Ari Seligmann Lecture 10/1
Ari Seligmann, "Crafting (Hi)stories, the Discursive Construction of Japanese Architecture"
Dr. Ari Seligmann is a critic, historian and designer who studies contemporary Japanese architecture and urbanism, and relations between architecture and media. He is deputy head of the Monash University Architecture Department and co-founder of the Critical Practices Research Lab, and completed his Ph.D. at UCLA Architecture and Urban Design. He regularly lectures and publishes on the historiography and representations of Japanese architecture, including the recent Japanese Modern Architecture 1920-2015, Developments and Dialogues (2016). His current research examines the multimedia exploration of architectural ideas through the work of Ryoji Suzuki and the contributions of postwar Japanese architectural photographers.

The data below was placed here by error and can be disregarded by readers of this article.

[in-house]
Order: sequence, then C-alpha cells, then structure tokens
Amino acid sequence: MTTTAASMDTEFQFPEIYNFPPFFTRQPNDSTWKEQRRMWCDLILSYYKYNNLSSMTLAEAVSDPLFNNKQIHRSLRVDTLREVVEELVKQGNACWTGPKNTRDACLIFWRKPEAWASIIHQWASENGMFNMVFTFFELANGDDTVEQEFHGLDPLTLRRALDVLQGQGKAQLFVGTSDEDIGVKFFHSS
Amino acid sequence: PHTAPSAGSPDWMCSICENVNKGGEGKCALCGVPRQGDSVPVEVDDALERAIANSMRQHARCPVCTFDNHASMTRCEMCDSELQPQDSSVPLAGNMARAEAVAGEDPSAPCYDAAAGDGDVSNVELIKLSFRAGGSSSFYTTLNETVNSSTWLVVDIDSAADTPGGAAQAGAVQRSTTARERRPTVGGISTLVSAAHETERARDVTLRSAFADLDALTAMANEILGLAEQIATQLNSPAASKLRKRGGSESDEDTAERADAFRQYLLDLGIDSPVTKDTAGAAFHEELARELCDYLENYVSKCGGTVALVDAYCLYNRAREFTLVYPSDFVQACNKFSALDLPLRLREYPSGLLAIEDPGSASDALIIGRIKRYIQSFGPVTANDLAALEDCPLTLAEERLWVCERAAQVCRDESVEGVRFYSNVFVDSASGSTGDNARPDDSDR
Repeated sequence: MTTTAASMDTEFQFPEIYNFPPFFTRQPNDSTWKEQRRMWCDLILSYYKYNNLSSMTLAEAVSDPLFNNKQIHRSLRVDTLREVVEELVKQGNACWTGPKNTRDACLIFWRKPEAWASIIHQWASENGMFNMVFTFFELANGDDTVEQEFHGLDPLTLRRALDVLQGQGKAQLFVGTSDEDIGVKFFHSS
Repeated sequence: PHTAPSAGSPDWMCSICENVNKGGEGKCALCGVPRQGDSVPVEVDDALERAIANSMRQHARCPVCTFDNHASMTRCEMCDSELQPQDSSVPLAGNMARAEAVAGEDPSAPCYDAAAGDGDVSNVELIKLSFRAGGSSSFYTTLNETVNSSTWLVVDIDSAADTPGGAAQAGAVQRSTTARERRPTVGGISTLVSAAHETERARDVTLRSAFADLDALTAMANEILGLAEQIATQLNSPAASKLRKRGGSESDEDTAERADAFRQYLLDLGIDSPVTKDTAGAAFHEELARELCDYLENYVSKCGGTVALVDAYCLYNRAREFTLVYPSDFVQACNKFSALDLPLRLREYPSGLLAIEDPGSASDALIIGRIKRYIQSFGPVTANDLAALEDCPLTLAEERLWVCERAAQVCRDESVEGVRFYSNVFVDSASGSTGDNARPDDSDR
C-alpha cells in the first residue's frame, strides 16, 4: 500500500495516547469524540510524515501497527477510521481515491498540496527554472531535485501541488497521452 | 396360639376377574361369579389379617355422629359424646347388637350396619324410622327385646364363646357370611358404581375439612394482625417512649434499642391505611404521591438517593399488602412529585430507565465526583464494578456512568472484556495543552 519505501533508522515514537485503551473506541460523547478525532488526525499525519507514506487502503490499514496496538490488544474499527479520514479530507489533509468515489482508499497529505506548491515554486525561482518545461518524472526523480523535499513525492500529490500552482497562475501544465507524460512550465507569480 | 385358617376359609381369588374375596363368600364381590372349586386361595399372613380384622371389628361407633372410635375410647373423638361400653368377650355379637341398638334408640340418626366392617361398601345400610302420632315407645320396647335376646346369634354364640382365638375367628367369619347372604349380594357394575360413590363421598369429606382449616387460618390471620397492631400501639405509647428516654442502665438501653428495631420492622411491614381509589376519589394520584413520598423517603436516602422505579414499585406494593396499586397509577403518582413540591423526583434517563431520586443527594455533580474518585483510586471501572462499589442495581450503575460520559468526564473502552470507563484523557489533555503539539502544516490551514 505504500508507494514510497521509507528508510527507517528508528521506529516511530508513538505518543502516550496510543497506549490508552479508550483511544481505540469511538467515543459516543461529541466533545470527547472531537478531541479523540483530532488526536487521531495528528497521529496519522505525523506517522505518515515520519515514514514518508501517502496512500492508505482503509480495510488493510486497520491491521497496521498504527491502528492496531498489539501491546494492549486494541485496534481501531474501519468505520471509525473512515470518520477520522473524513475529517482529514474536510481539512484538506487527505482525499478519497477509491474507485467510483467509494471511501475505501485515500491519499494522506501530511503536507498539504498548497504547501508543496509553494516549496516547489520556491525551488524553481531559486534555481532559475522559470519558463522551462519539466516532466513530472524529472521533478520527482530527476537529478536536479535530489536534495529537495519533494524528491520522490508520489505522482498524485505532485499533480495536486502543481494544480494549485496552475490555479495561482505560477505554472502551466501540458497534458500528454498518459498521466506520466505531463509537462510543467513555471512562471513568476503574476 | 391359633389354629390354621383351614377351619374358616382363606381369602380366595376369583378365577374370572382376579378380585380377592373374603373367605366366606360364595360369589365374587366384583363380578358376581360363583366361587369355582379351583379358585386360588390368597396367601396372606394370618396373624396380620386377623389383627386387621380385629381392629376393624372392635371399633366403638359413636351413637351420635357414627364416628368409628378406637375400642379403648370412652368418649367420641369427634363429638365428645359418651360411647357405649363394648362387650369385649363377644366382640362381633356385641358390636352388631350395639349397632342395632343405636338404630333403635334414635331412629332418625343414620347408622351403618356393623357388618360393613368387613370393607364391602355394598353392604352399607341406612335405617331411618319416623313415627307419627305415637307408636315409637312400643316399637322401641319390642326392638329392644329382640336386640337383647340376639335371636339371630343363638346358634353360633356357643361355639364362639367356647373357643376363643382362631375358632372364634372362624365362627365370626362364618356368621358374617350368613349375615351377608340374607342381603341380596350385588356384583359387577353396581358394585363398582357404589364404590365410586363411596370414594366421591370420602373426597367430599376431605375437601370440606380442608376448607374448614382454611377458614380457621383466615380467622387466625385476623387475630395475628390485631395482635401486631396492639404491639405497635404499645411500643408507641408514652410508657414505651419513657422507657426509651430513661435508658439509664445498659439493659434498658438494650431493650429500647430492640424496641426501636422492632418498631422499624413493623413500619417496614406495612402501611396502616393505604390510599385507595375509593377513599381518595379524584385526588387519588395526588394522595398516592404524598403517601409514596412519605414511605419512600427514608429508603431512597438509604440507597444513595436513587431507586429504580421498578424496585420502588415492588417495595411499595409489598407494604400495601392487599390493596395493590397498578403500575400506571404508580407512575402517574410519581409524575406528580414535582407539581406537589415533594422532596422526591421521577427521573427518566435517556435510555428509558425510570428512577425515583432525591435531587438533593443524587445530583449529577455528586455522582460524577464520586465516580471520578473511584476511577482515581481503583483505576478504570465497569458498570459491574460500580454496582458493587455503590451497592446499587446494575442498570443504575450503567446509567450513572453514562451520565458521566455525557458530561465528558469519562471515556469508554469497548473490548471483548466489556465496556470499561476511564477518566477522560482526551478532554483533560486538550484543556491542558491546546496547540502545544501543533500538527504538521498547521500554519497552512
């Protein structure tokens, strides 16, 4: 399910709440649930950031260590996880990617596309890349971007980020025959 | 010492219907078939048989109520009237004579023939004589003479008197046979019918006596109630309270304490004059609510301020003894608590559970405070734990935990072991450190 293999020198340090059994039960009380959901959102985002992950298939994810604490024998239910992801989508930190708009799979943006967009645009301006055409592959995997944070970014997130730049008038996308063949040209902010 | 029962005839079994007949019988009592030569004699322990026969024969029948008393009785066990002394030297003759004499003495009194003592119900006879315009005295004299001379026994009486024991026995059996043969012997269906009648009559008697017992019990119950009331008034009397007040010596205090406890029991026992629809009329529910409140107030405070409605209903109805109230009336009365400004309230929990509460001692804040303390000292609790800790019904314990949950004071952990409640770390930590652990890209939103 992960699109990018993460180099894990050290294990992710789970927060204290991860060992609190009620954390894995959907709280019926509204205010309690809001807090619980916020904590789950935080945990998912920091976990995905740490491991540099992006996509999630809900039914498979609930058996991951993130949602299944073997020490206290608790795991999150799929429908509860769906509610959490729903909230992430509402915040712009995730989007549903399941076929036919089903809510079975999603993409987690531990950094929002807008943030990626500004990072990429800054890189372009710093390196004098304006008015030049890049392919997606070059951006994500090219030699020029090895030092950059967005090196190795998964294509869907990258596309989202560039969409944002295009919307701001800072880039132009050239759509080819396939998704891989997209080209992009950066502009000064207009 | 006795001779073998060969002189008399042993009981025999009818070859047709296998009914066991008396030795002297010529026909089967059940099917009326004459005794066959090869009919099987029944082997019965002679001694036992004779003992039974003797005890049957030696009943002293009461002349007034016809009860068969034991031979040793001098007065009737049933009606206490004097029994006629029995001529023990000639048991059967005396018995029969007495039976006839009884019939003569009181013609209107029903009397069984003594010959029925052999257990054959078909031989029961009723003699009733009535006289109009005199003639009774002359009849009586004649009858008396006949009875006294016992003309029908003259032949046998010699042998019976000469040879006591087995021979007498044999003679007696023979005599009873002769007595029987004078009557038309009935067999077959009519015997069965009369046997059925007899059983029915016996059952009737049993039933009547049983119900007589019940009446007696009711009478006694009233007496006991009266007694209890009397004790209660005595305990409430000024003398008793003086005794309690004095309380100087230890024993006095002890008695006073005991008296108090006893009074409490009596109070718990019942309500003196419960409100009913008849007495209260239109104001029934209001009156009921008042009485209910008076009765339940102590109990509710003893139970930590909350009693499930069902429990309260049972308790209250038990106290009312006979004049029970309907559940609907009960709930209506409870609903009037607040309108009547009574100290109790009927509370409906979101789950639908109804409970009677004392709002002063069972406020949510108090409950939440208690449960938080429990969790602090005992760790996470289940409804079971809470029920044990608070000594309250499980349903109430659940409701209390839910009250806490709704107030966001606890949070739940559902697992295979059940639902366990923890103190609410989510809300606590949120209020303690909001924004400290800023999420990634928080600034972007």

Since the mid-19th century, and accelerated after WWII, Japanese architecture has increasingly received international attention leading Reyner Banham to identify the “Japanization of World Architecture.” This included the frequent introduction of alternatives that challenged and expanded modern and postmodern architectural developments. Yet, more than assessing the widespread impacts of Japanese architectural production reverberating across the globe, this talk focuses on the dissemination of English language accounts of Japanese architecture and how they have shaped how we have come to understand what constitutes Japanese architecture as a category and a collection of work. Dr. Seligmann is interested in how (hi)stories are told through text and images. This talk weaves together several pieces from a larger project on the historiography of Japanese architecture. It examines some of the key discourses and tropes guiding narratives including: the negotiation of tradition and modernization, dichotomies of simplicity and ostentation, genealogical imaginations, and the postmodern proliferation of pluralism. Dr. Seligmann will also reflect on alternative formulations in his own accounts. Within the global dissemination of information, our imagination of Japanese architecture is primarily mediated through the combination of prose and photographs, and the talk will also examine the importance of photography in collapsing historic and geographic distances and in helping to curate the discursive construction of Japanese architecture. Although focused on the Japanese context, these considerations have global implications for the production and reception of architecture and it’s (hi)stories.
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